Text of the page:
MadeOfStarDust Wed 03-Jul-13 13:03:46

I mixed fed and it was wonderful -

BF all day, one FF at around 10/10.30pm baby slept til 5.30/6am (unless a growth spurt and then they sometimes woke at 2.30/3am for a BF .. I did that for just over a year with both of my girls.

doublecakeplease Wed 03-Jul-13 13:09:01

No social, formula was better than my breast milk so its not end of. You can't discount mum like me just because we don't fit your argument.

Writerwannabe83 Wed 03-Jul-13 13:09:22

I come across many women who tell 'horror stories' about the way they were treated in one hospital after having giving birth. Some women were sent home after the baby had had only one breast feed and the mother's then really struggled when they got home and had no support which led to them switching to FF. Other women said that because the hospital was desperate for the bed they were told to just, "Give the baby a bottle" and then sent home without having even being helped to breast feed once.

In the County I work in they are now trying to cut costs in the Midwifery Department and it is in the pipeline that once a baby has born the midwife will no longer be doing home. The idea is that if a woman is having problems she will have to make her way to wherever the midwife is based - just what new moms want to do.....not!

Me and one of my colleagues are looking at putting some sort of support system in place in order to help the mom's at the very early stages of breast feeding. We are thinking of asking the hospitals to let us know when a breast feeding mother has been discharged and then we will then make phone contact the next day to ask if they would like a home visit to support them with their feeding. Sometimes they may just have a few questions or worries that can be dealt with over the phone - it will be totally up to them.

Health Visitors don't routinely have contact with the baby until it is about 12 days old and that is quite late to be offering breast feeding support if the mother has been struggling since Day 1. If the mother hasn't had any support then there is a good chance she may have given up before the HV gets to her which is a real shame .

SocialConstruct Wed 03-Jul-13 13:17:22

Doublecake, your experience wasn't normal so I can see that it wasn't best for you. All things being equal though breastmilk is better for a baby than formula. I too had a baby in special care and I fought really hard to breastfeed.

Teaandflapjacks Wed 03-Jul-13 13:21:45

Thanks to Made, Stark and Noble posting back to me. I will definitely be moving over to the feeding forum once she is here. It's a good point about getting DH to do all the other stuff - TBH he is great with that anyway and mucks in quite happily. I am looking at a c-section due to her being footling breech - this makes me think my milk will take longer to come in? Does anyone have experience of that? I also have a week discrepancy between scan date for EDD and my date - so I would be asking them at 38 weeks and a bit by their dates for c-section, but 39 weeks and a bit by mine. I don't know if that impacts anything either. I still want to try and express etc and see where I get to with it. I have found by being really clued up and reading LOADS and people giving me their experiences with it all has helped me enormously - so thanks again! smile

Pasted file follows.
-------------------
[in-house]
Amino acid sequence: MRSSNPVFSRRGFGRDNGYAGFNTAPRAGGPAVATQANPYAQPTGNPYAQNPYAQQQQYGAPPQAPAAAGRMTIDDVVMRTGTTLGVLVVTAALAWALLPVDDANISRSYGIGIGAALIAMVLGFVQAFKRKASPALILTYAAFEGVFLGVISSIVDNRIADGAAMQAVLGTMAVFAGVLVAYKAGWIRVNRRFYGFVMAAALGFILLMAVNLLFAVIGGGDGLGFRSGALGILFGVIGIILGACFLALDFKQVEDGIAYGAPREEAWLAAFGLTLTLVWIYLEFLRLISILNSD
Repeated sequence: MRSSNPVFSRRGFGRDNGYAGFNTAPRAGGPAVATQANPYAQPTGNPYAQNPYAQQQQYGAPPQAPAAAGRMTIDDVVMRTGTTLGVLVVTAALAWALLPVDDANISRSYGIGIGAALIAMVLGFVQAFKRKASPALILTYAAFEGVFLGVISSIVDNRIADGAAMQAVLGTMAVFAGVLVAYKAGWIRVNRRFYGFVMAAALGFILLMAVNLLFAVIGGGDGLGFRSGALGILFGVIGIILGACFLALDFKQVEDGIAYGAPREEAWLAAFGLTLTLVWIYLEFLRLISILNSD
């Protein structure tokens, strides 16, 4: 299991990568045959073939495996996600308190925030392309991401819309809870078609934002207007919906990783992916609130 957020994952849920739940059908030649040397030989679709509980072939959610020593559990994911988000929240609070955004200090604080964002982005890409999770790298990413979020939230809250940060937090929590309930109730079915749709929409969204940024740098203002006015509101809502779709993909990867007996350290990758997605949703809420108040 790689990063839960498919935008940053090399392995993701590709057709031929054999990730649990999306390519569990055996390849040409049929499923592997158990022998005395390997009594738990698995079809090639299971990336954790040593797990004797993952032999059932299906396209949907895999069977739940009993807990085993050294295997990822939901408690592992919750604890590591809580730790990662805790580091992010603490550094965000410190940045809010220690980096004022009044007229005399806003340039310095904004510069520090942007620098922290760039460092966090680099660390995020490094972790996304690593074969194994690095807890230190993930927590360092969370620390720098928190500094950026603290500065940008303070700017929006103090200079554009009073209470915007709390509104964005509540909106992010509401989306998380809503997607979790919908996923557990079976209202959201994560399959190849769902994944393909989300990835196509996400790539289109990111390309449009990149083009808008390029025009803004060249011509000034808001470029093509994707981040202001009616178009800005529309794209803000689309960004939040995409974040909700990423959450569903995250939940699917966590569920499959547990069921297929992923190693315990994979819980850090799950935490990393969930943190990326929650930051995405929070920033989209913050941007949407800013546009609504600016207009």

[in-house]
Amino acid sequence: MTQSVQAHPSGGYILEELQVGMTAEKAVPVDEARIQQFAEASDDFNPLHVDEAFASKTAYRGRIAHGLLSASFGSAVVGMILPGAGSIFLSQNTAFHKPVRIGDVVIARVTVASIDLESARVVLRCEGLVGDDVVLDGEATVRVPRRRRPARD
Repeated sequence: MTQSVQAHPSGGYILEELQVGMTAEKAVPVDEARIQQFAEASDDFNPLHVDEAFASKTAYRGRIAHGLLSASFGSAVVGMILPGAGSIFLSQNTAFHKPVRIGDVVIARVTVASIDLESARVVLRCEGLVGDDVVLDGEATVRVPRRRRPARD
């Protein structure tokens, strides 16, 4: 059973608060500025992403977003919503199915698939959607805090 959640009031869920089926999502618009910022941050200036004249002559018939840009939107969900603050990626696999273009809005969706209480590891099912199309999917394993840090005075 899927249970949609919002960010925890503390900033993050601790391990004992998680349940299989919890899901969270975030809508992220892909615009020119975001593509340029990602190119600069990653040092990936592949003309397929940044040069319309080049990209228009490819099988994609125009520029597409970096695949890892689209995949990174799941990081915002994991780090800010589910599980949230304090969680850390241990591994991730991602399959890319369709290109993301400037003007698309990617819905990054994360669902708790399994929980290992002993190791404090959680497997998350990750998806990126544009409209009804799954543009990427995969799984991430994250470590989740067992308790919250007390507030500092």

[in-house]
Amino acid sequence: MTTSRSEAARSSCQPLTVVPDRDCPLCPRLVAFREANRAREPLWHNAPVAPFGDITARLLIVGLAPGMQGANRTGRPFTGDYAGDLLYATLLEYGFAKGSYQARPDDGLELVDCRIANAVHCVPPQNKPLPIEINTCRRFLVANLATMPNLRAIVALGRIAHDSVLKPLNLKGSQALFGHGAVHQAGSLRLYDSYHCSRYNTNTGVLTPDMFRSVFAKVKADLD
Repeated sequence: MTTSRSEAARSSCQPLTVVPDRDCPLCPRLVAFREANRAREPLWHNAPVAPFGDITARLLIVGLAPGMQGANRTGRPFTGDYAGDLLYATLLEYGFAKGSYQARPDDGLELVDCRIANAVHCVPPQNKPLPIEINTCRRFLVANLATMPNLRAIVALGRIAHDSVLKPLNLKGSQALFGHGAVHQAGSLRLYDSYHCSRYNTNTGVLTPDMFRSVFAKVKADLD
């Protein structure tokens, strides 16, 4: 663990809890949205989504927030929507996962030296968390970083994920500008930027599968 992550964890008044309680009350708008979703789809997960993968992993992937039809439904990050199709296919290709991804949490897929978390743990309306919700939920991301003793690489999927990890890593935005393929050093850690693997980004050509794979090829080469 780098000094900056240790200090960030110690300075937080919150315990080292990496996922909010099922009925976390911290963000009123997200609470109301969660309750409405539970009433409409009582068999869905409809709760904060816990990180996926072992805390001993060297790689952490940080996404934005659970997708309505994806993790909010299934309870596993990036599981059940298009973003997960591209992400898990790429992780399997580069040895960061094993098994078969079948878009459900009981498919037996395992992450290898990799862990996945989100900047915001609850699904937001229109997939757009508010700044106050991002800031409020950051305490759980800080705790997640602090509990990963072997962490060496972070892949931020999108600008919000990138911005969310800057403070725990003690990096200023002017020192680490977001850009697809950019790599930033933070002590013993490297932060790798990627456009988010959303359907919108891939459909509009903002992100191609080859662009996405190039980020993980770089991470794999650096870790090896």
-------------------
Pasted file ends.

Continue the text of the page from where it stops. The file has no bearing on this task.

Teaandflapjacks Wed 03-Jul-13 13:22:22

grr I mean Tarka! sorry!!!

Amazinggg Wed 03-Jul-13 13:22:35

It's not useful to keep saying breastmilk is better than formula. It's just not <facepalm>

I might start going on the weightloss threads and keep posting 'eat less' and the complex relationship threads and say 'just leave' and the drinkin ones and say 'just stop after one' and threads where people are struggling to stop smoking and say 'just stop'. Who knew life was so simple and clear cut, eh?

Writerwannabe83 Wed 03-Jul-13 13:23:26

I think that in terms of 'Breast is Best' - which as professionals we aren't allowed to say anymore - means that breast milk is better for the baby IF it goes successfully.

Breast milk is better for the babies health, the mother's health and meets the baby's nutritional needs better than artificial feeding - but, that is only the case if breast feeding is effective.

If breast feeding doesn't go well it can lead to lots of problems for the baby: jaundice, failure to thrive, weight loss, increased sodium levels, dehydration etc and at worst can result in the baby being admitted to hospital. In order to try and prevent things getting to that level we would consider the option of supporting mom to FF or advise they offer top-ups. Some mothers are devastated about it whereas others are so desperate to help their baby they will put a bottle in its mouth as soon as they can. It is all very individual.

When we come across the above health problems with the baby we try to encourage mothers to continue BUT we also know when the baby's best interests are not being met due to unsuccessful breast feeding. We try and help the mother to solve any breast feeding problems and do all we can to get BF back on track, but for some women it just doesn't work out the way everyone wants it to.

As I have said before - in an ideal world all babies would be breast fed, but life doesn't work out that way and for some mothers and babies it just doesn't make sense to pursue something that isn't working.

All that matters is a happy and healthy baby smile

AmberSocks Wed 03-Jul-13 13:24:01

where is this pressure to breastfeed?i bf all of minebecause i wanted to,because its natural and normal,and because i enjoy it.I never felt pressured,no one ever really mentioned it.

AmberSocks Wed 03-Jul-13 13:25:44

the way i understand it,the health benefits are more to do with potential,you might have a fully formula fed child who is healthy and never ill,but they would of been even healthier if they were breastfed,just as you may have a sickly bf child,they would of been worse off if not breatfed at all,all babies are born with different immune sytems,for different reasons.